Something that has continued to impress me is Elite: Dangerous‘ astroscape (I’m not sure that’s a word, but if it isn’t, I’m coining it). From the 2001: A Space Odyssey-esque station approaches to the vast, undiscovered planetary systems which all move and orbits in real-time, the entire gameworld is captivatingly real. It still feels spartan, but then it is space, which to be fair is not known for its dense flora and fauna. But there is an ever-present suggestion that there is always more to discover, just hidden beyond sight.
As I cruised around in the star-spattered blackness, jumping from system to system in a Sidewinder collecting data on various astronomical bodies to sell, I found the experience to be cathartic. The slow-paced, solitary occupation of the interstellar cartographer is a far cry from the adrenaline highs of the bounty hunter or the number-crunching role of the trader.
This was freedom.
Clearly it’s not a playstyle that would suit everyone. Some might call it dull. Indeed, I’m sure I would tire of it if I pursued it exclusively, but from time to time it’s nice to just head out into uncharted territory just because it’s there.
But I became hooked when I entered a system whose star had an elliptical orbit path according to my HUD overlay. Curious. I’m no astrophysicist, but I was pretty sure that meant there must be another mass for it to orbit, yet no second star was apparent. Checking the system map confirmed the presence of a second, unknown star.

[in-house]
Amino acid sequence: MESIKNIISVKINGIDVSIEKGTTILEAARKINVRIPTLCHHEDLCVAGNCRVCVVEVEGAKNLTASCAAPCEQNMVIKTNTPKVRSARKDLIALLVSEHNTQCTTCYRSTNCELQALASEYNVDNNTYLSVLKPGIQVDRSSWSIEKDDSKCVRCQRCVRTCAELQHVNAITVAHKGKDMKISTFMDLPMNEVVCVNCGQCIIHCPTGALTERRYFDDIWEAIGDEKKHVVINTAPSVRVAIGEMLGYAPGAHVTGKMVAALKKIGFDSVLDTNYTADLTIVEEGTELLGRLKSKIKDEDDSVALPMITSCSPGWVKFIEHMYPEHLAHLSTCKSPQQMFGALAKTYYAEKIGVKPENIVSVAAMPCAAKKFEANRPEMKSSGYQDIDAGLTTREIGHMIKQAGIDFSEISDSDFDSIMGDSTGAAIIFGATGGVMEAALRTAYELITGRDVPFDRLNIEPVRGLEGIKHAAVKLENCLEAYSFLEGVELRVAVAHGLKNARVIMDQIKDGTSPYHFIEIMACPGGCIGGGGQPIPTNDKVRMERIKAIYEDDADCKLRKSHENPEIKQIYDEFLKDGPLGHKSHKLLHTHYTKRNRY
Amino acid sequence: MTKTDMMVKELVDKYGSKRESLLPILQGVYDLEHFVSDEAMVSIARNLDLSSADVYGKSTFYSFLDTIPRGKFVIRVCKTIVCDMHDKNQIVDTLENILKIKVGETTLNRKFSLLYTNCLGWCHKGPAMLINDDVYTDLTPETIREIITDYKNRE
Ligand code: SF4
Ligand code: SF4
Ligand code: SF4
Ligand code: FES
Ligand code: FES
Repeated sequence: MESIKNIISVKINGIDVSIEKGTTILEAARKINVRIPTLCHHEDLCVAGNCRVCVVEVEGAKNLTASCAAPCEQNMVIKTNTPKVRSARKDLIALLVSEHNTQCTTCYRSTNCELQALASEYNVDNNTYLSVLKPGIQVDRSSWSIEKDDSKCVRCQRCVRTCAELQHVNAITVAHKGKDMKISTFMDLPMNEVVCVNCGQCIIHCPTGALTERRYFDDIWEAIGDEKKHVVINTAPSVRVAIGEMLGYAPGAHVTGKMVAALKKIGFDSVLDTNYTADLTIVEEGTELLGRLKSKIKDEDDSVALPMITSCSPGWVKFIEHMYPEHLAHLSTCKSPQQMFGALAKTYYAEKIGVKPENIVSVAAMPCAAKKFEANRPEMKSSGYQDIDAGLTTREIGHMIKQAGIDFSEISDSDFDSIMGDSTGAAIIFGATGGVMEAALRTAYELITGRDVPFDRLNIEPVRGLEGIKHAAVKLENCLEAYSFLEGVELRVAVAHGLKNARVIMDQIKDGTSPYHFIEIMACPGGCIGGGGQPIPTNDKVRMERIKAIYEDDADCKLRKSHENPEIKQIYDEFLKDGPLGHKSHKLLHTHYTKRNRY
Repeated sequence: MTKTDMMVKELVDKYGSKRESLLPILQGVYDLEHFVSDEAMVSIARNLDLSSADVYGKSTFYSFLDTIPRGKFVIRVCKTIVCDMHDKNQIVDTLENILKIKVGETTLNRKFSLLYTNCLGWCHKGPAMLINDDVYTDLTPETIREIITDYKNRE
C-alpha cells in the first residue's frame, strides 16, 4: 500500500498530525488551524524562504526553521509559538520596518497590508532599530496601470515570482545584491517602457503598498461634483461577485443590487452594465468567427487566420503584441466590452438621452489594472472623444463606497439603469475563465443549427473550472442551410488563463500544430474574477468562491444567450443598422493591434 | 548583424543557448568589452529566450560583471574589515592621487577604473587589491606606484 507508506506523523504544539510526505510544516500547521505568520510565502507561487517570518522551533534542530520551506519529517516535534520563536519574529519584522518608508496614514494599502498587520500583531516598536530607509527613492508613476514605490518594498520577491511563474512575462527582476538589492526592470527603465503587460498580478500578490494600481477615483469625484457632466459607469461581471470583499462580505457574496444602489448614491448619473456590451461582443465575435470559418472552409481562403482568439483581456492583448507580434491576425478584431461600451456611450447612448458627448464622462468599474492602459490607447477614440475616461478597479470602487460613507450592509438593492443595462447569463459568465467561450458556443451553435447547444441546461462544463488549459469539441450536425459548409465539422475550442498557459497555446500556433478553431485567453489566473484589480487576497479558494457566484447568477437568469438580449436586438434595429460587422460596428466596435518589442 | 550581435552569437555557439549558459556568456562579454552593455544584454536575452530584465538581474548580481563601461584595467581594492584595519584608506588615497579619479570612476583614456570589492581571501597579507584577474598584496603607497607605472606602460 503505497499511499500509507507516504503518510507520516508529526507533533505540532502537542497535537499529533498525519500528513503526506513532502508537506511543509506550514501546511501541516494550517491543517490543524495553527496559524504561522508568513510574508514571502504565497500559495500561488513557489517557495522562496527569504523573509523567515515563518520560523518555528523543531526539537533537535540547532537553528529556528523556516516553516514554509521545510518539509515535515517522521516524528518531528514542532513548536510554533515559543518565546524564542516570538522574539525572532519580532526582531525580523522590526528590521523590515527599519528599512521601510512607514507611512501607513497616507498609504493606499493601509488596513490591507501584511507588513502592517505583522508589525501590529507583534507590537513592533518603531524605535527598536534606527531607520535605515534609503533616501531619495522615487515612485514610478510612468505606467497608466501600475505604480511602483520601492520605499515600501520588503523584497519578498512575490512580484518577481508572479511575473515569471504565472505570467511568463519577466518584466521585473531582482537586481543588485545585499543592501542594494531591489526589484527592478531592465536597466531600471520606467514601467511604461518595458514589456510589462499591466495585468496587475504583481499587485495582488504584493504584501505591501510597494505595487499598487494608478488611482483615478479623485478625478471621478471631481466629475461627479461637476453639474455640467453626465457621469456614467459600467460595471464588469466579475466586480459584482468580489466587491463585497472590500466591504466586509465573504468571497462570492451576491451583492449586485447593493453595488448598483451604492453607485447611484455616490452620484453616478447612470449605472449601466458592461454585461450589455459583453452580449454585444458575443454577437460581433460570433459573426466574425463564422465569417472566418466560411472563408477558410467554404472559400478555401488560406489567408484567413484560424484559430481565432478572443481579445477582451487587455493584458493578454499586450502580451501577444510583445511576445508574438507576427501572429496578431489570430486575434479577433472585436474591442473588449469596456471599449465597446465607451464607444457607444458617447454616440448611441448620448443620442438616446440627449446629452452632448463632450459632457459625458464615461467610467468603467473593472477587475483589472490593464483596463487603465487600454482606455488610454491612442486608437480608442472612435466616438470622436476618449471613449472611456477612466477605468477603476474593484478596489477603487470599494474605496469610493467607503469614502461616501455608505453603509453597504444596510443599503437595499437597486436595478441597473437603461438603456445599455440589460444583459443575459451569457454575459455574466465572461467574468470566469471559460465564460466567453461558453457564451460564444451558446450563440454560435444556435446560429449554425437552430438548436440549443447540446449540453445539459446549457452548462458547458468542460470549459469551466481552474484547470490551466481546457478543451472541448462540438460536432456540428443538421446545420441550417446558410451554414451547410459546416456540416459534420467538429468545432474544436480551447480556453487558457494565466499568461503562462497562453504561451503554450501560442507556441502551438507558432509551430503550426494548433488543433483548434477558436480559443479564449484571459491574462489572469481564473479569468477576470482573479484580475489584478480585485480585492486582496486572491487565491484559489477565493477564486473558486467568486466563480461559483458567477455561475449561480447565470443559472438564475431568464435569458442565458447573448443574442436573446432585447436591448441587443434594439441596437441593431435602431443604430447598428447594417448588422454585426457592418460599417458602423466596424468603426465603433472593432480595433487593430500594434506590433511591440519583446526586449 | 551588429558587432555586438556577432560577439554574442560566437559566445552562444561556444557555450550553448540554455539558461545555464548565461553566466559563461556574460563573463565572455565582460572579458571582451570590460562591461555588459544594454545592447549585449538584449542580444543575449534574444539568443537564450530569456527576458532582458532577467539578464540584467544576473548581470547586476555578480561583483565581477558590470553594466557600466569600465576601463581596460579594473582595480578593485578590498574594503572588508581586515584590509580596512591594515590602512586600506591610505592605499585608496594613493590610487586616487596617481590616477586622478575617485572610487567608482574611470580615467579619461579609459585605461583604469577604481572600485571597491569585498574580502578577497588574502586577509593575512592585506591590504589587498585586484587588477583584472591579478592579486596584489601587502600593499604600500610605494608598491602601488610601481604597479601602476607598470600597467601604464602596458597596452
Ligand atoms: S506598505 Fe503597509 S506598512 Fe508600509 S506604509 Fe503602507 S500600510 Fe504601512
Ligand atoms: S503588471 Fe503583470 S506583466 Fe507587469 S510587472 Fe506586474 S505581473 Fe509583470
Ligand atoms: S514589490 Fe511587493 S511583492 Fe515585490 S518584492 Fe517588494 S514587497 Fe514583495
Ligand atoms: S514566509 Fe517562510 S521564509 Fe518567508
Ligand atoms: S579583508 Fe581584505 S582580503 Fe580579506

|Not a binary system, just an example.|
After some head-scratching, I engaged my supercruise and sped away from the visible star until I could see the entirety of its orbit path, then did a hard right. As a drifted at superluminal speeds across the periphery of the system, I scoured the backdrop, hoping my theory would prove true.
Then I spotted it. Among the hundreds of distant points of light, one crept across the darkened sky, belying its appearance as just another far-off system. By using a bit of lateral thinking and nothing more than my own eyes, I’d discovered something my instruments couldn’t – the second, far smaller and less visible twin star.
Using the parallax effect to spot pixels may seem like a trivial achievement, but for me it was very satisfying and, perhaps oddly, gave me hope for Elite: Dangerous‘ future. It suggested to me that this won’t be a game which spoonfeeds its audience with pop-ups, tooltips and walkthroughs, but one which revels in its own depth and mystery.
|I’ll be even happier when system maps actually look like this rather than the current beta placeholder.|